"Child Abuse: What You Really Want to
Seventy-nine percent of children who are abused are
under age 4. Fourty-seven percent of that group is
less than a year old.
sobering statistics were part of Veronica Crawley's
presentation about "Child Abuse: What You Really
Want to Know" held Thursday at the Bladen County
Cooperative Extension Office in Elizabethtown.
The discussion was part of
EastPoint's monthly community education series.
EastPointe is a Lumberton-based managed-care
organization serving Bladen, Columbus, Duplin,
Edgecombe, Greene, Lenoir, Nash, Robeson, Sampson,
Scotland, Wayne and Wilson counties.
"Abuse has a confusing, hurtful and frightening
effect, which makes a child feel emotionally
unsafe," Crawley told the group of about 30, which
included representatives from Social Services,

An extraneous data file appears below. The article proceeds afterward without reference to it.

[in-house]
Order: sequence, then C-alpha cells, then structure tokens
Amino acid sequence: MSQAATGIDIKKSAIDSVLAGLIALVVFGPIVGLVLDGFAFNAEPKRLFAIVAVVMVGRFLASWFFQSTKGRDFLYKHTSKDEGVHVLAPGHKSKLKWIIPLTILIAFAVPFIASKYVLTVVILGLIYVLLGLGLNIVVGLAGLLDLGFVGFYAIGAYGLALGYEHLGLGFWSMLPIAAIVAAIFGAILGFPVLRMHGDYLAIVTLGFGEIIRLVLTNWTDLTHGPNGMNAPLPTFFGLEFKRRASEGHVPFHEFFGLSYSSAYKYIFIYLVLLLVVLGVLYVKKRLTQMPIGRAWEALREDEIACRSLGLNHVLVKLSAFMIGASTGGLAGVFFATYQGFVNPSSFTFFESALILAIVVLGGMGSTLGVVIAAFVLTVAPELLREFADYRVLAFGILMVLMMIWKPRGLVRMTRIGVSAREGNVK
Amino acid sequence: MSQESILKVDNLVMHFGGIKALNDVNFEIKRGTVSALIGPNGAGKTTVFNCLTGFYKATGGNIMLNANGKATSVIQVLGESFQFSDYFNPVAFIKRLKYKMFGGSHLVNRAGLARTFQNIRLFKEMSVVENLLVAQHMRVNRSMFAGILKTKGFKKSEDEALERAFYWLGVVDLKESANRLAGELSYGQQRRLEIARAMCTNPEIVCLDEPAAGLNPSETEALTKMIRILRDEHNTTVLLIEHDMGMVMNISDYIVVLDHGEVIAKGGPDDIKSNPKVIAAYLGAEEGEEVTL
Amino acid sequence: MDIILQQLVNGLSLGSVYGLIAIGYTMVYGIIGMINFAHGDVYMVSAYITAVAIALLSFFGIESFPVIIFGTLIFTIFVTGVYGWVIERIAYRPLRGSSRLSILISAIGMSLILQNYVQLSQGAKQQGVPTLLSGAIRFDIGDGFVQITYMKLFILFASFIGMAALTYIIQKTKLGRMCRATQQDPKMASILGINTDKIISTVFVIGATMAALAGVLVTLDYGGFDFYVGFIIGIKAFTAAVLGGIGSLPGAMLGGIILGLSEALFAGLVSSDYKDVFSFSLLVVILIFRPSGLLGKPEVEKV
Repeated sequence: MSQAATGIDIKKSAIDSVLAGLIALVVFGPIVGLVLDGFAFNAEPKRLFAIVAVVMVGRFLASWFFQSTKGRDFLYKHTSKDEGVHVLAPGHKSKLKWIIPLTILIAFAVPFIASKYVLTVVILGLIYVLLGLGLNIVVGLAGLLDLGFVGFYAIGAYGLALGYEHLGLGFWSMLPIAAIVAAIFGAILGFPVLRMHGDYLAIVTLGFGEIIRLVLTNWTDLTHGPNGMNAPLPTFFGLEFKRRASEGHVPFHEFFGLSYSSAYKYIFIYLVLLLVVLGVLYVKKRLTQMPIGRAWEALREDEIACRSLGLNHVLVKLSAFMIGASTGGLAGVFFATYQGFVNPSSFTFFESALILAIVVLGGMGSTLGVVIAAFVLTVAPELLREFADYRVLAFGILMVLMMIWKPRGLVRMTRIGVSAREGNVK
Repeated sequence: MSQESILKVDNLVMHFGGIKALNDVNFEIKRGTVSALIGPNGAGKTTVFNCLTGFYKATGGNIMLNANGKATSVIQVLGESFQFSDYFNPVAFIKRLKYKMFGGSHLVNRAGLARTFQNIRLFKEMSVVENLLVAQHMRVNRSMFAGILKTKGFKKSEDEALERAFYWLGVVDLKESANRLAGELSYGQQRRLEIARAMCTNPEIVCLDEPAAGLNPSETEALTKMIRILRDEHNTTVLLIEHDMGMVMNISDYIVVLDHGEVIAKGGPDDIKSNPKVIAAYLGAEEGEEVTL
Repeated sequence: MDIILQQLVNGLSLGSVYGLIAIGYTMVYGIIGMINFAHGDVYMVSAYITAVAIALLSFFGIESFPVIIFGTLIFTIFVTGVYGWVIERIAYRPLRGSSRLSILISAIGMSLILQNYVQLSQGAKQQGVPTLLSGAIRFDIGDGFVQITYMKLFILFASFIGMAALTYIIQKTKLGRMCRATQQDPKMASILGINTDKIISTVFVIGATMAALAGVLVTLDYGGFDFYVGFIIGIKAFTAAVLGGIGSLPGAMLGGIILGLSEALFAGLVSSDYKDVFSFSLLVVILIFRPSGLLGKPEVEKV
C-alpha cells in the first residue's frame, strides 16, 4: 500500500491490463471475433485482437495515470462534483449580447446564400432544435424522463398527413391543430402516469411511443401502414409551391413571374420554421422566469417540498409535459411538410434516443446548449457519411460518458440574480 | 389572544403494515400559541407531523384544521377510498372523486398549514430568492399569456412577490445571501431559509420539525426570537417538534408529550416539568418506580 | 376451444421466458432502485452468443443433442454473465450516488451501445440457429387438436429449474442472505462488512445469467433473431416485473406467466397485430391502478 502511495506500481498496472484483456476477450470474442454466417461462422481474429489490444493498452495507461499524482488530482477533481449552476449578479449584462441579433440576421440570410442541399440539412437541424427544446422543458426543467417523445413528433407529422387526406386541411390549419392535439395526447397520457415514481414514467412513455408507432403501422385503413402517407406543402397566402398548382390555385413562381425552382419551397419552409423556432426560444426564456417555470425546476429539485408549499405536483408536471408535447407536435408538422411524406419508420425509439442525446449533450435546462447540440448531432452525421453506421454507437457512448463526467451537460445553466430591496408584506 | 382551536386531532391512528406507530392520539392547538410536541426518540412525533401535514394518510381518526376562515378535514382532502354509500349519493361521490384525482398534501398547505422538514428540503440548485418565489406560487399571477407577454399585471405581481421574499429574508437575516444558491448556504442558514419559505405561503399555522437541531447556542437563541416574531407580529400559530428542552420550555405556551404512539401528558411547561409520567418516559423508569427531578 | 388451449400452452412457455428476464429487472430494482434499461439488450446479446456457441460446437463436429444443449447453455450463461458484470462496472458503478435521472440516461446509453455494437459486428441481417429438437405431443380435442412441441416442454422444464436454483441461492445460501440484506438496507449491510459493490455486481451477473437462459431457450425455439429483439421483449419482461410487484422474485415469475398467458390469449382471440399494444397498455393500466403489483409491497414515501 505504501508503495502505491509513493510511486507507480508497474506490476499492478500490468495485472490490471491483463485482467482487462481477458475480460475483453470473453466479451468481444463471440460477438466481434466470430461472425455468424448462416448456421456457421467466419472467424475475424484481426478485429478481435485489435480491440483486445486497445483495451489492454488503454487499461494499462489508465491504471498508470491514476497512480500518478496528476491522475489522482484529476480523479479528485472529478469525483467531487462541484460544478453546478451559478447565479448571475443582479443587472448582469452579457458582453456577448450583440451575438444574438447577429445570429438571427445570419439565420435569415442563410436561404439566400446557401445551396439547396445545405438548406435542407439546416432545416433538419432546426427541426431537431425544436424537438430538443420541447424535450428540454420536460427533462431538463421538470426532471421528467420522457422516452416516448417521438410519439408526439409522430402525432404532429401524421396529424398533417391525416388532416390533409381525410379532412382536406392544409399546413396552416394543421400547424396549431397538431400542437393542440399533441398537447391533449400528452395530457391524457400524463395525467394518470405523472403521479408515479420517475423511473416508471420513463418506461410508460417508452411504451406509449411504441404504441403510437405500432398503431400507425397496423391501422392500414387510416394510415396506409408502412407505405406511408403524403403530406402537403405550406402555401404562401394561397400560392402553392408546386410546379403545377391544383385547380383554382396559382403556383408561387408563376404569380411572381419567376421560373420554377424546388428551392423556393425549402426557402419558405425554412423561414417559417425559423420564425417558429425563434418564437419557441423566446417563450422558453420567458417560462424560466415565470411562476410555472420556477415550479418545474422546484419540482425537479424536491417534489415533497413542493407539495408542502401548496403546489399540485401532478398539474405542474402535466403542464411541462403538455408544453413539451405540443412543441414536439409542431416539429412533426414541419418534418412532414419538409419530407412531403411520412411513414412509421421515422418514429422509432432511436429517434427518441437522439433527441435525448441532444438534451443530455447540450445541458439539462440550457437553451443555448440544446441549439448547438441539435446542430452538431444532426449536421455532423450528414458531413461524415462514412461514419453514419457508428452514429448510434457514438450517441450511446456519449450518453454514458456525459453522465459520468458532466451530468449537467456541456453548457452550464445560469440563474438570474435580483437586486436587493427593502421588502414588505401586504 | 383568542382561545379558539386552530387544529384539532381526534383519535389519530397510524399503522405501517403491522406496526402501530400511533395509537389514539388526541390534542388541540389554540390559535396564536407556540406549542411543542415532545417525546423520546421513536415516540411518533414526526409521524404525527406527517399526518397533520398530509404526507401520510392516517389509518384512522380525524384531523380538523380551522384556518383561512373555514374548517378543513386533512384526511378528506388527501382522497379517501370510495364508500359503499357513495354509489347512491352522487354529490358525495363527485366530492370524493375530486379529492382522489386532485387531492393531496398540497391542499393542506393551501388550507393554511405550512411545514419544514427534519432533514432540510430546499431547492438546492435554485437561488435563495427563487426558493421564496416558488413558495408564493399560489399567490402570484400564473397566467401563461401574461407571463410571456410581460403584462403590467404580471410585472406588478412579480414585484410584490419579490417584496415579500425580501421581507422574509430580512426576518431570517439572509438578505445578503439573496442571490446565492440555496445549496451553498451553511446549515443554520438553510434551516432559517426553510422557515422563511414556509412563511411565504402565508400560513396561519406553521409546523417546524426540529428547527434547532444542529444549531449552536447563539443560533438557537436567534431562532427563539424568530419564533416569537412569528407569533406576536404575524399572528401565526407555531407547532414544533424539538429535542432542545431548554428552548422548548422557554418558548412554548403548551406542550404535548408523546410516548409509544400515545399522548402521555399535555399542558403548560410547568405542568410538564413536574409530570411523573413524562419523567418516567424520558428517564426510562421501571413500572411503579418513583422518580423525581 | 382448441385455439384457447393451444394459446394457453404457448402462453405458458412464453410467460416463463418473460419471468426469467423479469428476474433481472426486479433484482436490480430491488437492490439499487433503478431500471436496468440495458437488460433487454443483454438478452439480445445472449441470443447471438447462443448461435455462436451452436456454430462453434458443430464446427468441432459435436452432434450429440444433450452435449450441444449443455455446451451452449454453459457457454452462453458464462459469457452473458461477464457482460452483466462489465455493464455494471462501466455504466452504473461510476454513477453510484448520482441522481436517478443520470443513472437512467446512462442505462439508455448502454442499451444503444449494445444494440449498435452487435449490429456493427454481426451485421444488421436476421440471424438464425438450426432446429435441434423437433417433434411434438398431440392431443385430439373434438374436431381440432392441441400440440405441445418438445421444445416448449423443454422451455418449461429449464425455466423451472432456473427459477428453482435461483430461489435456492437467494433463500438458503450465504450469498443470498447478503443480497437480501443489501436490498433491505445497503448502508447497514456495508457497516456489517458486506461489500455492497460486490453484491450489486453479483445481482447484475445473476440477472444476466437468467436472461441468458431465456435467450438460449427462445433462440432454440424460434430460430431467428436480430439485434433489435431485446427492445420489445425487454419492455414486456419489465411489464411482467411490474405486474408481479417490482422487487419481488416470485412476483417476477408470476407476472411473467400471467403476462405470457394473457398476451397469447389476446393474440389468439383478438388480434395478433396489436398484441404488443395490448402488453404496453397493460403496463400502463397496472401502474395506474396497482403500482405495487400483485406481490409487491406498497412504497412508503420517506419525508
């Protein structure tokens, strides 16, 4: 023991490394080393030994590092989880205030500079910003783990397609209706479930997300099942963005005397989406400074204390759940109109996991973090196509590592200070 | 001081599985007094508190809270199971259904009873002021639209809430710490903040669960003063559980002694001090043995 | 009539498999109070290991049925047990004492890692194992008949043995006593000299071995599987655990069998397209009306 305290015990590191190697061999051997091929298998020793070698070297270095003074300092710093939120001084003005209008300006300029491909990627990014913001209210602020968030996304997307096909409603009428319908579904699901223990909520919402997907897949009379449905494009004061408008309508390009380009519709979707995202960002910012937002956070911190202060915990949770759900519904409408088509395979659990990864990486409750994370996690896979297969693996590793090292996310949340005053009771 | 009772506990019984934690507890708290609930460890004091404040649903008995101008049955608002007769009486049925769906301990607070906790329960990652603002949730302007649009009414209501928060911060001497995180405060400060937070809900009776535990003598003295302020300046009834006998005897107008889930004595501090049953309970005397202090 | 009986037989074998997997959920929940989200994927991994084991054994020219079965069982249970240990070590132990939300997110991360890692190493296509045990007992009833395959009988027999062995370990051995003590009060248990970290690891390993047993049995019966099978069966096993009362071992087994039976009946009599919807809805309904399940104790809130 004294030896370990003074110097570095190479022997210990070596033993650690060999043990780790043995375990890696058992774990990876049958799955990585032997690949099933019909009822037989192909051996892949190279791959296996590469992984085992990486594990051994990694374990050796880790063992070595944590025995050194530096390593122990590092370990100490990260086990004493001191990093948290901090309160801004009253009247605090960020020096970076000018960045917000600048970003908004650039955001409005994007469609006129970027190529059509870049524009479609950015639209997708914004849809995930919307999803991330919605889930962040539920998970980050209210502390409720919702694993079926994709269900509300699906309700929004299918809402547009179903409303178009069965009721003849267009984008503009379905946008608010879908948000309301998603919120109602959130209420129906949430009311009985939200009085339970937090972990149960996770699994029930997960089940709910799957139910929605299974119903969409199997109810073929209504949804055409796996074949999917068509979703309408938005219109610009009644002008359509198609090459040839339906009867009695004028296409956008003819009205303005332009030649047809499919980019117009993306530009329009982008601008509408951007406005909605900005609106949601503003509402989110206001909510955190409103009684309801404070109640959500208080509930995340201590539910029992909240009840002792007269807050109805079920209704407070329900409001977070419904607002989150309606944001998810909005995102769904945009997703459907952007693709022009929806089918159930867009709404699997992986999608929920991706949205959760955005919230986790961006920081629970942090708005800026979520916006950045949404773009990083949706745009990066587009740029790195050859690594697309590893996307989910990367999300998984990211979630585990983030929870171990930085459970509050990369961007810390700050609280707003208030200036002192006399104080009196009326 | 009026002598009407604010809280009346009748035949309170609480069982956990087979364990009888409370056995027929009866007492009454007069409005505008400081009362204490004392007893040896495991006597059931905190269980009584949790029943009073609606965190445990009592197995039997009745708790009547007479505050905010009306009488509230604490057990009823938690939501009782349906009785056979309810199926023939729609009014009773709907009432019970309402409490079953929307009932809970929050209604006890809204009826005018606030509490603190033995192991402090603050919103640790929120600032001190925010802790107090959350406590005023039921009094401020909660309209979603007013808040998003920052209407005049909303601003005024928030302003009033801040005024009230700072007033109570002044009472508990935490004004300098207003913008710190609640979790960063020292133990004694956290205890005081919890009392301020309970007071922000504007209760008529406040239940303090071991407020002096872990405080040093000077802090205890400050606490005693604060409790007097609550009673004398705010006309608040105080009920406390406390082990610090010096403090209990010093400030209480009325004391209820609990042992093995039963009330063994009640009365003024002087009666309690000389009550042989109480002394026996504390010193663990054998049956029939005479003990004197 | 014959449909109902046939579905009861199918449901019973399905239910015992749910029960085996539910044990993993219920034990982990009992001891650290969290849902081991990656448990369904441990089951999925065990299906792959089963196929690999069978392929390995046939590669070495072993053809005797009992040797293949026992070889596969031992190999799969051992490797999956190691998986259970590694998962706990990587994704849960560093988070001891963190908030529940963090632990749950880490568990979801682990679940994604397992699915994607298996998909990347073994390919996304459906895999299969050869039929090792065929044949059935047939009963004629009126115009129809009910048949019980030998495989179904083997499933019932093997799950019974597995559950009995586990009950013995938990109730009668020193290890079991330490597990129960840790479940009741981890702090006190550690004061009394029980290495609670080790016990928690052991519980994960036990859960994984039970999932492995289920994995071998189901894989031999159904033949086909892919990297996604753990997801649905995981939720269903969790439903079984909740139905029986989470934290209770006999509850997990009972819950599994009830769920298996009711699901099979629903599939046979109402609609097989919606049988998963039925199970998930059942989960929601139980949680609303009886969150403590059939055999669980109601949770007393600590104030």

schools, and other who work in child protective
Crawley, who is a
counselor with an office in Whiteville, said the
most important thing an adult can do in response to
a child abuse report is to believe the child, and to
"I believe that 95
percent of the child abuse reports by ages six and
under are true," she said, "no matter what the legal
system decides due to a lack of evidence."
There are six types of child abuse -- physical,
verbal, sexual, sexual exploitation, emotional, and
psychological -- and many often overlap, she said. A
high level of stress within the family results in a
lot of the abuse cases.
the signs to look for in a child who may be being
abused are overly compliant, passive or withdrawn,
refusing to change clothes for activities such as
gym class, self-injurious behavior, or being always
Crawley also discussed
an abuser's personality and characteristics. They
are narcissistic, psychopathic, having a poor
self-image, defensive, social alienation,
preoccupation, and charismatic or charming.
Also discussed during the 90-minute presentation
were the grooming phases of child sexual abuse, why
children don't tell about being abused, and why
children abuse other children.
In conclusion, Crawley reviewed who was responsible,
by law, for reporting child abuse, but also stressed
the person responsible for reporting child abuse is
every one of us.